We waited in an empty atrium for about 45 minutes with just a gold-draped table and fancy stain-glass roofs mocking our inertia. 3A & I sat down on the marbled floor, startling everyone who stared at us as if we were incarnations of Gandhi. 3A actually started buffing her nails, to the great amusement of Pale Face … who by this time had gotten used to us and buoyed by the presence of others, was looking less pale and petrified. I noticed Charmaine kept her distance … Judas …

At exactly 1.05pm, when there was still no sign of any officious looking people, 3A called the main organiser. While I did not hear the entire conversation, I was seated near enough to her to catch the drift. Paraphrasing, it went something like this …

Hey, A, this is 3A and I am at the National Museum with a whole bunch of people queuing up for the tickets of the competition but there is no one here. Can I just check what is going on and is there someone we should be looking out for?

Crackle, crackle, hiss, hiss … you are already there, and I am not, so what do you expect me to do about it? Just wait for someone to turn up. Crackle, hiss, hang up.



We were forced to tell everyone that the organisers would be late and that we only had to wait. That we were trying to smooth things over for them despite everything is an indication of proper manners inculcated in us by our parents and schools, for which we thank them and pityingly wish A had the privilege of.

When the harried organiser employee arrived at 1.18pm, she was apologetic and quite lost. She started counting out the available tickets on the spot, on a piece of A4-sized line paper with some numbers scribbled on it in pencil, from which she was obviously subtracting from the total of 200 … in front of 3A and I.

10, 10, 10, 20, 30

Excuse me, what are those numbers? I asked, smiling winsomely. (Don’t scoff!)

Oh, they are reserved tickets.

But I thought no reservations were allowed? I asked wide-eyed and innocently.

They are actually for the participants.

Oh I see, but I thought the theatre can house about 240 people and thus only 200 tickets were made available to the public because 40 were reserved for VIPs and participants? I blinked limpidly at her.

Er … blink, blink ...

Can you spell R..O..A..D..K..I..L..L?

I took pity on the beleaguered girl as she was just an innocent patsy. At such close proximity to the Holy Grail-like tickets, I could afford to be generous. Until she revealed that the tickets were not ready.

I’m terribly sorry but we have not printed them out yet but they would be ready in half an hour. You can leave your name and come back to collect them or we can leave them for you at the door tomorrow.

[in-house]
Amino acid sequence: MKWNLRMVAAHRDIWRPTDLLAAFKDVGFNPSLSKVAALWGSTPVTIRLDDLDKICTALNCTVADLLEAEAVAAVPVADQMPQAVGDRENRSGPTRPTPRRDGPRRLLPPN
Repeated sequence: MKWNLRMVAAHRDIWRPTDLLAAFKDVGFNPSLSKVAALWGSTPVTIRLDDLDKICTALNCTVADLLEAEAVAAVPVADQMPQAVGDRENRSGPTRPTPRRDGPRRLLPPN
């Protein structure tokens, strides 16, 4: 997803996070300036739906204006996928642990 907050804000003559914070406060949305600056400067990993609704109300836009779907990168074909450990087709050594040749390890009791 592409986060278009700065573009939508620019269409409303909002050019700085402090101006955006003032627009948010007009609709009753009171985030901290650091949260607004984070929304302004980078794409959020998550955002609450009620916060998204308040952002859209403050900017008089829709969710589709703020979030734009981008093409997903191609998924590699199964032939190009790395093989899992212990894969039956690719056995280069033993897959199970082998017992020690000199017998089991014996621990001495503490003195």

Silence … see below internal monologue …

Gee, I did not realise you did not know you had to distribute tickets today when you bloody announced it in early May! What the blooming, godforsaken, inane, f…

We pause now to censor the extreme usage of unsavoury language - regular broadcast will resume when rabid female is calm again.

Deep breaths … counting backwards …

Even Pale Face and the Japanese tourists behind him exchanged looks with 3A and I. We scrambled to write our names down but tacitly and simultaneously, announced that we would return in 30 minutes to collect our tickets. We had no faith that the tickets would actually be there tomorrow at the door. Can you blame us???

The five of us adjourned to a nearby café for coffee to wait out the great print job. Along the way, we acquired a follower, who we later realised was a student of the organiser. The poor dear had no clue what she was in for and at first she was chortling and snorting with hysterical laughter with us. Until she asked us if we were students of the organisers and we nearly died laughing.

What annoyed me was one of the organiser’s students informing me that they had been told that I used to be a partner and had learnt from them. Ironic when they used to turn up at my house to seek my help to correct their techniques and for choreography assistance and the only class I was ever involved in with them was when I taught a workshop for them. How interesting the way things are portrayed in Singapore! Lovely.

Unsurprisingly, the young innocent disappeared once we returned back to the Museum to collect our freshly minted tickets. Along the way, I tried to give the organisers the benefit of the doubt and mused that perhaps the hold-up was due to the sorting out of serial numbers on the tickets. The others gave me dubious looks but conceded that was possible even as we each silently thought that was incredibly lame. Asians are just so tricky … all those sub-text!

Getting my grubby hands on the ticket was a palpable relief … after all that trauma, these babies are as prized as a box of Godiva choccies. Or a bucket of Bluff oysters. Or a 100-year Grand Marnier. Or … sorry, got distracted there …